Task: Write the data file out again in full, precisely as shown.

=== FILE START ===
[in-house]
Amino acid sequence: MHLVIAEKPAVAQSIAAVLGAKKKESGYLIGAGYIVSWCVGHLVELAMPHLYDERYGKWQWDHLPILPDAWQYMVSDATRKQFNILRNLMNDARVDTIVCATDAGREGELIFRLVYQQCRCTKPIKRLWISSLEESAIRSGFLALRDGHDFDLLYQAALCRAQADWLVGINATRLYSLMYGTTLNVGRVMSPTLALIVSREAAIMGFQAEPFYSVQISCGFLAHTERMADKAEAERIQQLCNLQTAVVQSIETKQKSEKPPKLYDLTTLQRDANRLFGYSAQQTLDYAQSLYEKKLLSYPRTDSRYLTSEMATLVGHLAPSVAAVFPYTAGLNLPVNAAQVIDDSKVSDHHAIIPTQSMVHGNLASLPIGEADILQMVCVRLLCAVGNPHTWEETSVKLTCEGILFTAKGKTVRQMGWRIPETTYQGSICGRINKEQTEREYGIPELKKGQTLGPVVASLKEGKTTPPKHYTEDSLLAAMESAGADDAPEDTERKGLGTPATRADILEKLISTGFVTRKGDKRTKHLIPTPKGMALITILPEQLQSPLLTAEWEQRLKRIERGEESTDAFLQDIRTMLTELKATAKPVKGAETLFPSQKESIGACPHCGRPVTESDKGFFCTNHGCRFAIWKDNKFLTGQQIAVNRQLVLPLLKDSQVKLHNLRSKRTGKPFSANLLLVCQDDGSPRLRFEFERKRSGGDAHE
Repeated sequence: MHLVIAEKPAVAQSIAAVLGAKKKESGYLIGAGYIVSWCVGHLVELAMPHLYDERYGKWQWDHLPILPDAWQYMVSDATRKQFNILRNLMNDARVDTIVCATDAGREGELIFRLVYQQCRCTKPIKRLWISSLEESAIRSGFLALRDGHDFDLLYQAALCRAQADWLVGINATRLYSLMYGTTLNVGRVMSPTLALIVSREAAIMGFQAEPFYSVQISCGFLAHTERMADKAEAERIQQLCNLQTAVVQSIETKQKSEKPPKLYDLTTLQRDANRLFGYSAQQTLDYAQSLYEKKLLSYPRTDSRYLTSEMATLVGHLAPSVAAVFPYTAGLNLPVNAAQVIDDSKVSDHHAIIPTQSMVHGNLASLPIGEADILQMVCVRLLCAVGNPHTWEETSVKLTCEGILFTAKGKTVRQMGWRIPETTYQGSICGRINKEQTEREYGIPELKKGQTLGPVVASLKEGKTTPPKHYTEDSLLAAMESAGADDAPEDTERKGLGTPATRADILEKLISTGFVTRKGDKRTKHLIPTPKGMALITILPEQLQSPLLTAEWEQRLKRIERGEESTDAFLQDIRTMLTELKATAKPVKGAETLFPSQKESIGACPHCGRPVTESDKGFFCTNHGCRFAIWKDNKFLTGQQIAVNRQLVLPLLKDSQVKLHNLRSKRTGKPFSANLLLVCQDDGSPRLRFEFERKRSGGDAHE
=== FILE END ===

[in-house]
Amino acid sequence: MHLVIAEKPAVAQSIAAVLGAKKKESGYLIGAGYIVSWCVGHLVELAMPHLYDERYGKWQWDHLPILPDAWQYMVSDATRKQFNILRNLMNDARVDTIVCATDAGREGELIFRLVYQQCRCTKPIKRLWISSLEESAIRSGFLALRDGHDFDLLYQAALCRAQADWLVGINATRLYSLMYGTTLNVGRVMSPTLALIVSREAAIMGFQAEPFYSVQISCGFLAHTERMADKAEAERIQQLCNLQTAVVQSIETKQKSEKPPKLYDLTTLQRDANRLFGYSAQQTLDYAQSLYEKKLLSYPRTDSRYLTSEMATLVGHLAPSVAAVFPYTAGLNLPVNAAQVIDDSKVSDHHAIIPTQSMVHGNLASLPIGEADILQMVCVRLLCAVGNPHTWEETSVKLTCEGILFTAKGKTVRQMGWRIPETTYQGSICGRINKEQTEREYGIPELKKGQTLGPVVASLKEGKTTPPKHYTEDSLLAAMESAGADDAPEDTERKGLGTPATRADILEKLISTGFVTRKGDKRTKHLIPTPKGMALITILPEQLQSPLLTAEWEQRLKRIERGEESTDAFLQDIRTMLTELKATAKPVKGAETLFPSQKESIGACPHCGRPVTESDKGFFCTNHGCRFAIWKDNKFLTGQQIAVNRQLVLPLLKDSQVKLHNLRSKRTGKPFSANLLLVCQDDGSPRLRFEFERKRSGGDAHE
Repeated sequence: MHLVIAEKPAVAQSIAAVLGAKKKESGYLIGAGYIVSWCVGHLVELAMPHLYDERYGKWQWDHLPILPDAWQYMVSDATRKQFNILRNLMNDARVDTIVCATDAGREGELIFRLVYQQCRCTKPIKRLWISSLEESAIRSGFLALRDGHDFDLLYQAALCRAQADWLVGINATRLYSLMYGTTLNVGRVMSPTLALIVSREAAIMGFQAEPFYSVQISCGFLAHTERMADKAEAERIQQLCNLQTAVVQSIETKQKSEKPPKLYDLTTLQRDANRLFGYSAQQTLDYAQSLYEKKLLSYPRTDSRYLTSEMATLVGHLAPSVAAVFPYTAGLNLPVNAAQVIDDSKVSDHHAIIPTQSMVHGNLASLPIGEADILQMVCVRLLCAVGNPHTWEETSVKLTCEGILFTAKGKTVRQMGWRIPETTYQGSICGRINKEQTEREYGIPELKKGQTLGPVVASLKEGKTTPPKHYTEDSLLAAMESAGADDAPEDTERKGLGTPATRADILEKLISTGFVTRKGDKRTKHLIPTPKGMALITILPEQLQSPLLTAEWEQRLKRIERGEESTDAFLQDIRTMLTELKATAKPVKGAETLFPSQKESIGACPHCGRPVTESDKGFFCTNHGCRFAIWKDNKFLTGQQIAVNRQLVLPLLKDSQVKLHNLRSKRTGKPFSANLLLVCQDDGSPRLRFEFERKRSGGDAHE